Return to Transcripts main page

CNN NEWSROOM

In Just Over 24 Hours' Time, The Us President Set To Sit Down With His Russian Counterpart As US Intelligence Warns Of Russian Threats To Upcoming Elections; France Favored Over Underdog Croatia, But Both Are Going For The Gold; In The Middle East, An Apparent Ceasefire Is In Place After A Day Of Heavy Fighting Between Israel And Militant Groups; On The Korean Peninsula, US And North Korean Officials Are Meeting In The Demilitarized Zone; A Wave Of Protests Is The Latest Challenge For The Prime Minister Of Iraq; Violent Protesters Broke Out In Chicago After An Officer Shot And Killed A Man There Just Hours Earlier; A Massive Iceberg To Tell You About Parked Near A Small Village In Greenland; A Beautiful Landscape That Could Possibly Turn Deadly. Aired: 5-6a ET

Aired July 15, 2018 - 05:00   ET

THIS IS A RUSH TRANSCRIPT. THIS COPY MAY NOT BE IN ITS FINAL FORM AND MAY BE UPDATED.


GEORGE HOWELL, HOST, CNN NEWSROOM: In just over 24 hours' time, the US President set to sit down with his Russian counterpart as US intelligence warns of Russian threats to upcoming elections.

Plus this, Hamas and Islamic Jihad say they have reached a ceasefire with Israel after a serious spike in fighting along the Gaza border. We'll have that report for you. Also ahead this hour, France favored over underdog Croatia, but both are going for the gold. The World Cup Final kicks off in just six hours' time in the Russian capital.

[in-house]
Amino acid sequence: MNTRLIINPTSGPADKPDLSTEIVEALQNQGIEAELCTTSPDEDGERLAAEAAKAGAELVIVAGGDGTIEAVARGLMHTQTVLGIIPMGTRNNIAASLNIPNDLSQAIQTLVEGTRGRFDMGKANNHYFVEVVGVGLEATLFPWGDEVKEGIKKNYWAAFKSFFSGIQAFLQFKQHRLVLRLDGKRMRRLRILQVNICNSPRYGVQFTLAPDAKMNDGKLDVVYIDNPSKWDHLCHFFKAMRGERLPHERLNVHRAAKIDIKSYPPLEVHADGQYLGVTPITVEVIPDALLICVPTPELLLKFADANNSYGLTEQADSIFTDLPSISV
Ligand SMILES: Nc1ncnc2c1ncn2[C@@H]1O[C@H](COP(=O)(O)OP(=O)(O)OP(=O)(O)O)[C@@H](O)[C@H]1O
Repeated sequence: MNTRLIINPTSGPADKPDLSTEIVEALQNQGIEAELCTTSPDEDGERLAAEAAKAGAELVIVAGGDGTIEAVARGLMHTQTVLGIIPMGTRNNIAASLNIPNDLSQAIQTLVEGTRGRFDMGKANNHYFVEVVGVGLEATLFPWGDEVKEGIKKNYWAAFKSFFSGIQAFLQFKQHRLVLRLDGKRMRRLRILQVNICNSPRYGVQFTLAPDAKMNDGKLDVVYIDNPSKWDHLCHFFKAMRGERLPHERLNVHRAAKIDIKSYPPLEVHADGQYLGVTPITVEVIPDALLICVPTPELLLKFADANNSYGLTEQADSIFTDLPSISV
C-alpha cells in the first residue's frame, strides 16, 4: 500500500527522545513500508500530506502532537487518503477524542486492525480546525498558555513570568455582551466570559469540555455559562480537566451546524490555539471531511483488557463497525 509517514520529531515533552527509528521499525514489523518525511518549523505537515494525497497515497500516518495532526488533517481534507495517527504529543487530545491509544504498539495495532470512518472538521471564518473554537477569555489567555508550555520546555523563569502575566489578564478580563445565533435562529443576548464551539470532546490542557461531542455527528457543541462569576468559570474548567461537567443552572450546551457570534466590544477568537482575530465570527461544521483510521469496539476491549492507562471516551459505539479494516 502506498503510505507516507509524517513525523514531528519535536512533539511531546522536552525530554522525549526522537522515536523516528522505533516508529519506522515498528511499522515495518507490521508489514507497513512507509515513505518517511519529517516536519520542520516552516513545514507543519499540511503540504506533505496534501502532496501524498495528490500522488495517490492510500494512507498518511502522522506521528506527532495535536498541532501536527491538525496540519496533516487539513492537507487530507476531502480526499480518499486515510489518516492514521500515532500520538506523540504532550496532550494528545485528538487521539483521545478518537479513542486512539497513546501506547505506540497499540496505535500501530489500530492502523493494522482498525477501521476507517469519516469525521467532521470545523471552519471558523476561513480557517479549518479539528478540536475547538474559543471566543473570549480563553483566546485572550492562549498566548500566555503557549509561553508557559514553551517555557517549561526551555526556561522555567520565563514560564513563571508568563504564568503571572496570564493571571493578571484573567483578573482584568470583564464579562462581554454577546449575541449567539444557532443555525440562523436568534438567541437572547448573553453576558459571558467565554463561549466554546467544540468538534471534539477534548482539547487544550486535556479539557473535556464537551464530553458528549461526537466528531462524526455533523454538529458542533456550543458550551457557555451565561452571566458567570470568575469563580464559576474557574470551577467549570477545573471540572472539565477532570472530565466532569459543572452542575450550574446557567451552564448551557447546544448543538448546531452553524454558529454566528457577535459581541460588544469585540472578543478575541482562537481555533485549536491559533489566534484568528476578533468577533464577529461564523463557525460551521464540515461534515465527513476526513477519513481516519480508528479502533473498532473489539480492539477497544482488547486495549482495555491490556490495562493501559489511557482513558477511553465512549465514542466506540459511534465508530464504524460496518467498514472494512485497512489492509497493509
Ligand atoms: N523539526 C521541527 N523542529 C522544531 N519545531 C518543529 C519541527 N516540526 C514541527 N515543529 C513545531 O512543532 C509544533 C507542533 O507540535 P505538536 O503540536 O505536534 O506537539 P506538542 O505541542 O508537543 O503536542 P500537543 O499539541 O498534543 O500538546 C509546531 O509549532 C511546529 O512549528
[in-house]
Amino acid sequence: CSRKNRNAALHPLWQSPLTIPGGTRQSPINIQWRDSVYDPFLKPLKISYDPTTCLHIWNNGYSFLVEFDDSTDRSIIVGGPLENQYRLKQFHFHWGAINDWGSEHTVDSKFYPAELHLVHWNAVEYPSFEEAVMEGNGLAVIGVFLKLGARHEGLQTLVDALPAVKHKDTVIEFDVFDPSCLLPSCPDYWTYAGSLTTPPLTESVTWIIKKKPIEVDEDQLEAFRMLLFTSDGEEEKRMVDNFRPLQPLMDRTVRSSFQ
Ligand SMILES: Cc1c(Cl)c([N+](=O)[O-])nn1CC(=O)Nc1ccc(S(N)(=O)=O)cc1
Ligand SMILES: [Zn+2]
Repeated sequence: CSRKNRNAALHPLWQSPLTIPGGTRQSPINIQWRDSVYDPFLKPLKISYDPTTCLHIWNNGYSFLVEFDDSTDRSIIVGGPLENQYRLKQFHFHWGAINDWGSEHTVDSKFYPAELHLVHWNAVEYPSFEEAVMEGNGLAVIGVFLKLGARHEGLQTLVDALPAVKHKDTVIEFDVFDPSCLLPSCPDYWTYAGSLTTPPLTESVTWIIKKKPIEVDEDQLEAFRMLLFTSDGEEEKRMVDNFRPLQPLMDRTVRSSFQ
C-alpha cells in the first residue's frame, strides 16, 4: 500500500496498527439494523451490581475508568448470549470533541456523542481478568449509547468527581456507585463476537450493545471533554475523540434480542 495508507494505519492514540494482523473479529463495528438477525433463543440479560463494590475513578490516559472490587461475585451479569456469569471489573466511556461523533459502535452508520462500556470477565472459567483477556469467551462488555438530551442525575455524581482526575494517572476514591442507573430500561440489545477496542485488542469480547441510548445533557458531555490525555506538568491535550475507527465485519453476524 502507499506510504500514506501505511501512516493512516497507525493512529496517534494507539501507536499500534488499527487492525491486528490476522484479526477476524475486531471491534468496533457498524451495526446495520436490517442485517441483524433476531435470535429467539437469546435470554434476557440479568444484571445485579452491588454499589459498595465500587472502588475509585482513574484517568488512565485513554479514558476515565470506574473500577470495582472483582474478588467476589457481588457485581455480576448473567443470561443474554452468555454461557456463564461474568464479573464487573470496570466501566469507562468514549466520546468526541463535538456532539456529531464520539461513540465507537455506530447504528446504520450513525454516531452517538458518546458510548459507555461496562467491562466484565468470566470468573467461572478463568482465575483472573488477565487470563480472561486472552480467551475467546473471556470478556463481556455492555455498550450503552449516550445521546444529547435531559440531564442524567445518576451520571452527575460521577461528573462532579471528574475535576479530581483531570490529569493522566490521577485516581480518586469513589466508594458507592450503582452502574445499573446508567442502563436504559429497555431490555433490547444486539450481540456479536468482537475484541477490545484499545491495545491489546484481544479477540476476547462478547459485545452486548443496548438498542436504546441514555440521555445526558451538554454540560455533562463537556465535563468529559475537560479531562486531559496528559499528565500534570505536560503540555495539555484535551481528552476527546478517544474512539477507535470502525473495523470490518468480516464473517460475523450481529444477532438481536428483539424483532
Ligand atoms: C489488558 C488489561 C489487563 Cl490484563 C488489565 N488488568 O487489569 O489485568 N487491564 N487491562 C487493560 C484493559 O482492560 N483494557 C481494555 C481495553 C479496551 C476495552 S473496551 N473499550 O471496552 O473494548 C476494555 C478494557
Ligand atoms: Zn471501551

We are live at CNN World Headquarters in Atlanta. We want to welcome our viewers here in the United States and all around the world. I'm George Howell, the "CNN Newsroom" starts right now. At 5:00 a.m. on the US east coast, the President of the United States will leave his golf course resort in Scotland in a few hours' time headed for Helsinki for this historic summit with the Russian President Vladimir Putin.

Mr. Trump managed to squeeze in more golf, Sunday morning, we watched there with his son Eric. On Saturday protesters had come together within shouting distance as they played.

Hanging over the upcoming summit is new evidence of Russian meddling in the 2016 Presidential election. Mr. Trump says he'll raise the issue, he'll bring it up with President Putin, but his latest tweet, well, it seems to point the finger at his predecessor, Barack Obama for as President Trump says not dealing with it at the time.

CNN has our correspondents following this very important summit around the world. Our Phil Black live in Turnberry, Scotland and our international diplomatic editor Nic Robertson live in Helsinki.